Keep others’ identities small

Published:

I really like Paul Graham’s advice to “keep your identity small” - to avoid making groups or positions part of your identity if you want to remain unbiased. But I often want to add to it “and keep other people’s identity small too”.

I find it kind of irritating when the first thing someone does when they hear something they disagree with is to attribute an identity to the person who expressed the view that roughly correlates with the view in question (feminist, liberal, conservative, religious, libertarian, etc.). When people do this they almost invariably fail to engage with the actual claims that the other person is making. Instead, they engage with claims they think someone from that group would typically make or they dismiss the person’s claims because they come from “a member of group x”.

I’ve seen this happen on all sides. Think implicit bias might hinder women’s careers? You must just be a dyed-in-the-wool feminist. Think IQ might be heritable? You must just be racist and/or sexist. Think abortion might be wrong? You must just be religious and anti-women. This makes it almost impossible to sincerely engage with the claims in question. Maybe the person you’re talking with does subscribe to some underlying views you disagree with, but I think it’s better to assume, at least at first, that all they’re committed to are the claims they’ve explicitly made.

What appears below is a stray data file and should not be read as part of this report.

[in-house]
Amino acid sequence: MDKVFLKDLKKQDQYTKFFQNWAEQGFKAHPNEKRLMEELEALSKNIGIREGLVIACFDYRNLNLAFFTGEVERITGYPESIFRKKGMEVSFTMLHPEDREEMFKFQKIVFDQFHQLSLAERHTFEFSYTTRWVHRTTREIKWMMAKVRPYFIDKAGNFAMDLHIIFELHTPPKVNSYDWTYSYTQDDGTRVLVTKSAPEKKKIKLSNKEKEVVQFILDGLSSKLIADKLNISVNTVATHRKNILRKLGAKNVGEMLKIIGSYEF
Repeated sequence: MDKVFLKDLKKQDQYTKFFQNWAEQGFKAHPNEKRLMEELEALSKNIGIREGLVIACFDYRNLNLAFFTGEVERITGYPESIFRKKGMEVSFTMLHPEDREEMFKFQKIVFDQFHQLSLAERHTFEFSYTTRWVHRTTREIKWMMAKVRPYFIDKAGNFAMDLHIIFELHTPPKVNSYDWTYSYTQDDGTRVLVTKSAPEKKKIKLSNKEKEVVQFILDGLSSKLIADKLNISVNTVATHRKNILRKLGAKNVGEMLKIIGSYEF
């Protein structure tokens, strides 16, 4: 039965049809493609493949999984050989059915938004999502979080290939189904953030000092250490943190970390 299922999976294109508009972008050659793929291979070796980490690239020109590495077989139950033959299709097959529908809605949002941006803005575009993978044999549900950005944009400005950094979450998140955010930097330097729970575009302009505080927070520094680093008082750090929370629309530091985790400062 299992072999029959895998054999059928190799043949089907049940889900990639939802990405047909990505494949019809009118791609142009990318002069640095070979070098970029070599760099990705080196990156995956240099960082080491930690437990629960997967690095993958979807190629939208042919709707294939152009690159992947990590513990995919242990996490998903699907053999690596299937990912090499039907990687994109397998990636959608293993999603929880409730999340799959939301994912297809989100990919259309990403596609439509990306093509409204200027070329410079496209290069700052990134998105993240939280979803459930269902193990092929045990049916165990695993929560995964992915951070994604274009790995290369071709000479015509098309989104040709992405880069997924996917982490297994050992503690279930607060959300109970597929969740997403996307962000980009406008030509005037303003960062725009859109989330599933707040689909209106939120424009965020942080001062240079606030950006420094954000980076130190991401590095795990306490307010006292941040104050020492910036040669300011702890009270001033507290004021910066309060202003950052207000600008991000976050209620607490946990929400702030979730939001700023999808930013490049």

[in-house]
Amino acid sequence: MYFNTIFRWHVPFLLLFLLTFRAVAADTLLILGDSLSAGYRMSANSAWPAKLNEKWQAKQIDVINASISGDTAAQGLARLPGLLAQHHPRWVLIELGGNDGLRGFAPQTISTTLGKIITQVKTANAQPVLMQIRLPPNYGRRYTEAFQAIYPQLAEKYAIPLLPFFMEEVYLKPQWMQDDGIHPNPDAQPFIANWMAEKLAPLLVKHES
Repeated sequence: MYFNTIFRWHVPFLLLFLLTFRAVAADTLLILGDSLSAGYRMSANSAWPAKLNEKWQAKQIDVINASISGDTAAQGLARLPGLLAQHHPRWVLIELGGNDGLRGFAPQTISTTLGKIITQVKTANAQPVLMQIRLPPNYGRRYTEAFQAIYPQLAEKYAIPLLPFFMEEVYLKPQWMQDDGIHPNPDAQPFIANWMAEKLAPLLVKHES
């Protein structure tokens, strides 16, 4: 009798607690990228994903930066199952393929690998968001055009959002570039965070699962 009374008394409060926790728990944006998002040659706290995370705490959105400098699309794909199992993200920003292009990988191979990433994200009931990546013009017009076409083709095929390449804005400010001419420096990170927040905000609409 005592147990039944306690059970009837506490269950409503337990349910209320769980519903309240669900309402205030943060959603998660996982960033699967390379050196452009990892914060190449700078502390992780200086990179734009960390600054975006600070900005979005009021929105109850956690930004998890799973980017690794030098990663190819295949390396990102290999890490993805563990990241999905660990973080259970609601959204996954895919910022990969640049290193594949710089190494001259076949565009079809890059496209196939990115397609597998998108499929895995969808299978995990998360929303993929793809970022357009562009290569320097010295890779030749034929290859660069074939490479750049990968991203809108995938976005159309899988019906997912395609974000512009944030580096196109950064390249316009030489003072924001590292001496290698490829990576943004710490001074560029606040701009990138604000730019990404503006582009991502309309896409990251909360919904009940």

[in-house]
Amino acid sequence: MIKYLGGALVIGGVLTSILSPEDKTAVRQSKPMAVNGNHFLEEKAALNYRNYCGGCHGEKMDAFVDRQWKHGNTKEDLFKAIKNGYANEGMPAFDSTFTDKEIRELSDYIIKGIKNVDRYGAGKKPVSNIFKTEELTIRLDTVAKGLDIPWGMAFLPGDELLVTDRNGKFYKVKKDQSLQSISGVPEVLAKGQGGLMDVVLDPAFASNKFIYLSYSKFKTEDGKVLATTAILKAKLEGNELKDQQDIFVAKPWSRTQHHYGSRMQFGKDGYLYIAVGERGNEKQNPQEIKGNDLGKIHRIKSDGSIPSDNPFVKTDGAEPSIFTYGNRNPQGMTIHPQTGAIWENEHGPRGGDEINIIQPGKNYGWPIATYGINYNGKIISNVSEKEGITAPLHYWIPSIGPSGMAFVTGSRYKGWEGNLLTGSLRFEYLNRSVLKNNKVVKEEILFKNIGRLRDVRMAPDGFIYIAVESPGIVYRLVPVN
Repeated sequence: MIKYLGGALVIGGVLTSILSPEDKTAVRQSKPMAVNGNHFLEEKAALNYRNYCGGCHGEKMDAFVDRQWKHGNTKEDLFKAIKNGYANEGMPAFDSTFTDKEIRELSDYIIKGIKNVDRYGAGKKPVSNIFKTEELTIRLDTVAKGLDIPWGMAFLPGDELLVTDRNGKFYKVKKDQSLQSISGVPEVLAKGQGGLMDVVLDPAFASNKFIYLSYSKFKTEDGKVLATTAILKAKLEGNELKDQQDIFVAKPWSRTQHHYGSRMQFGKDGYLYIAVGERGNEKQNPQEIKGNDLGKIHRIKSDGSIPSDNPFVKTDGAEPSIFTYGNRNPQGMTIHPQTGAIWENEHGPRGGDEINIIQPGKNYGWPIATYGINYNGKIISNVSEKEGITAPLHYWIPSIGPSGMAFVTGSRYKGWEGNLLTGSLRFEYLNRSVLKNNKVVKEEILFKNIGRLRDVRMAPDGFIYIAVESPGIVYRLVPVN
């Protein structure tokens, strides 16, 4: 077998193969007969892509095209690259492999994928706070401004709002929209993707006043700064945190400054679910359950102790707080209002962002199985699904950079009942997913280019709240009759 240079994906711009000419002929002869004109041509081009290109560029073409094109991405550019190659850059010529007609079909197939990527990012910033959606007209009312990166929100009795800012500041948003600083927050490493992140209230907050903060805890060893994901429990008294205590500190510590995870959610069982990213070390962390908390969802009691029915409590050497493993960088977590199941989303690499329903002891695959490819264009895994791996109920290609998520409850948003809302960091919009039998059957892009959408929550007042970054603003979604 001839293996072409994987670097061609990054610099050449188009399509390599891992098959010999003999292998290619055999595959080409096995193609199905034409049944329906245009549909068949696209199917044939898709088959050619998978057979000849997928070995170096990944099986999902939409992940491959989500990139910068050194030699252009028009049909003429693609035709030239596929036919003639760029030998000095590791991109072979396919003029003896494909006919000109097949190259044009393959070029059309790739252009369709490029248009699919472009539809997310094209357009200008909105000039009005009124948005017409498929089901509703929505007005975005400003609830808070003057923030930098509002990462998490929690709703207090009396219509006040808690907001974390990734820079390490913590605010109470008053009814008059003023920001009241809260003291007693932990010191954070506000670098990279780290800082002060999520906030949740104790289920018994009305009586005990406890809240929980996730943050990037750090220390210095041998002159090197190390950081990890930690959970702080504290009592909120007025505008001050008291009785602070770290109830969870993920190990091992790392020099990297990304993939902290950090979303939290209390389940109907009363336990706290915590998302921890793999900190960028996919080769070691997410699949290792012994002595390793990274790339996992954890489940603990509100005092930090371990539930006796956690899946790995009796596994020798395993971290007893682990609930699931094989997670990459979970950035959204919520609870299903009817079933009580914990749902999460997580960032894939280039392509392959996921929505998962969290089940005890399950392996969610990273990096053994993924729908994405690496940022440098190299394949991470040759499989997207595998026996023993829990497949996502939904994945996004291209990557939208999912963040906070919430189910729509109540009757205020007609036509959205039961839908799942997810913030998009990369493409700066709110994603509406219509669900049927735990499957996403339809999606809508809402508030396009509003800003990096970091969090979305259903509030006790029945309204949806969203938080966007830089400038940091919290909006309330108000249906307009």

There are exceptions here, but if we want to expose ourselves to a variety of views and to change people’s minds on divisive topics, it seems better to engage with other people’s statements directly and attribute as small an identity to them as possible.

Leave a Comment